It is sensible therefore to add some grounding to the argument that the Vietnamese invasion of Cambodia was the major cause for war between the People’s Republic of China (PRC) and the Socialist Republic of Vietnam (SRV). There is a good case to be made. Vietnam’s invasion of Cambodia was as a direct response to incessant and increased provocations on the border by Pol Pot’s regime. Beginning on Christmas Day 1978, the battle hardened Vietnam People’s Army (VPA) quickly uprooted the loosely organised Khmer Rouge, installing its own government in Phnom Penh. However –somewhat ironically considering Vietnam’s recent history – this conflict mutated into an insurgency that continued throughout the 1980’s. Members of the PRC were quick to denounce the SRV’s actions.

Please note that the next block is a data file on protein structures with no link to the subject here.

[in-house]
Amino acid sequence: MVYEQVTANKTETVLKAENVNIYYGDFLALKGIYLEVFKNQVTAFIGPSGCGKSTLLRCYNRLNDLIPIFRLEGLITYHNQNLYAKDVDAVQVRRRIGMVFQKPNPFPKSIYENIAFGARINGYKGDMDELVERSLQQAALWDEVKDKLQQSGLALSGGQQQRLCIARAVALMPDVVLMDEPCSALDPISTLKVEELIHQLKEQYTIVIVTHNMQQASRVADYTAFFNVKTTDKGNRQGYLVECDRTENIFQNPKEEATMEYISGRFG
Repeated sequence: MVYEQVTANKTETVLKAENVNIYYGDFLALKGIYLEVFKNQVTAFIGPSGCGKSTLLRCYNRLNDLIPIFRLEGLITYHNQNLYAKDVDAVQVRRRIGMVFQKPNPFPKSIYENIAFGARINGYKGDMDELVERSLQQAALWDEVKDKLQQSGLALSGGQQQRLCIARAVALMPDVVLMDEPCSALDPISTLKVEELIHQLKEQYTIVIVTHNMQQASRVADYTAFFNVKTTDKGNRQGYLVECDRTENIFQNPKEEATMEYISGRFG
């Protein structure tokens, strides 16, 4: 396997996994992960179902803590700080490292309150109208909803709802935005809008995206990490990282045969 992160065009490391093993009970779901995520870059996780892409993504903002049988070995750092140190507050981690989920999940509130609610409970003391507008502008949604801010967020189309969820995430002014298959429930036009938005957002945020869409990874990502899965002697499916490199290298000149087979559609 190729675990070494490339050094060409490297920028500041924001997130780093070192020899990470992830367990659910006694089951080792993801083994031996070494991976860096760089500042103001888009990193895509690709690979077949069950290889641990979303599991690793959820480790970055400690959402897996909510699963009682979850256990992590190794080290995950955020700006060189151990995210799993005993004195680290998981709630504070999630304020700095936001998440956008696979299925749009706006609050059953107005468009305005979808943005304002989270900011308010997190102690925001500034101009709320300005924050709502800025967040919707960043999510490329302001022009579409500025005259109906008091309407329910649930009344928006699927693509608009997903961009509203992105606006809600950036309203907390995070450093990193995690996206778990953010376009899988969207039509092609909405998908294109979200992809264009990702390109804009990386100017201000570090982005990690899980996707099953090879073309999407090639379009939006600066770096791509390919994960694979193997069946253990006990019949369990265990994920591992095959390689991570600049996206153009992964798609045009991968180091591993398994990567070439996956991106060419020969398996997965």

Since coming to power in 1975 the Chinese had been rightly considered to be the ‘most trusted and powerful of friends’ (Chen. 1987. 31) of the Khmer Rouge, providing material and diplomatic assistance to that embattled and backward state. This was largely due to an enduring and major Chinese strategic fear of a powerful neighbour on its southern flank as a serious secondary threat to the Russians in the north, and in the newly reconstituted Vietnam, like with the US before it, members of the Politburo in Beijing saw a potential realisation of this threat. It thus sought a policy of a fragmented Indochina ‘in which Laos and Cambodia retained some autonomy vis-a-vis Hanoi’ (Lawson. 1984. 4). The former had already drifted towards Vietnam, signing a ‘Laos-Vietnam Treaty of Friendship and Cooperation’ in September 1977 (Ross. 1988. 147) and now the massive and sustained VPA incursion into its neighbour was seen as a step too far. This was the main reason given by the PRC as its justification for war and almost undeniably the most immediate cause.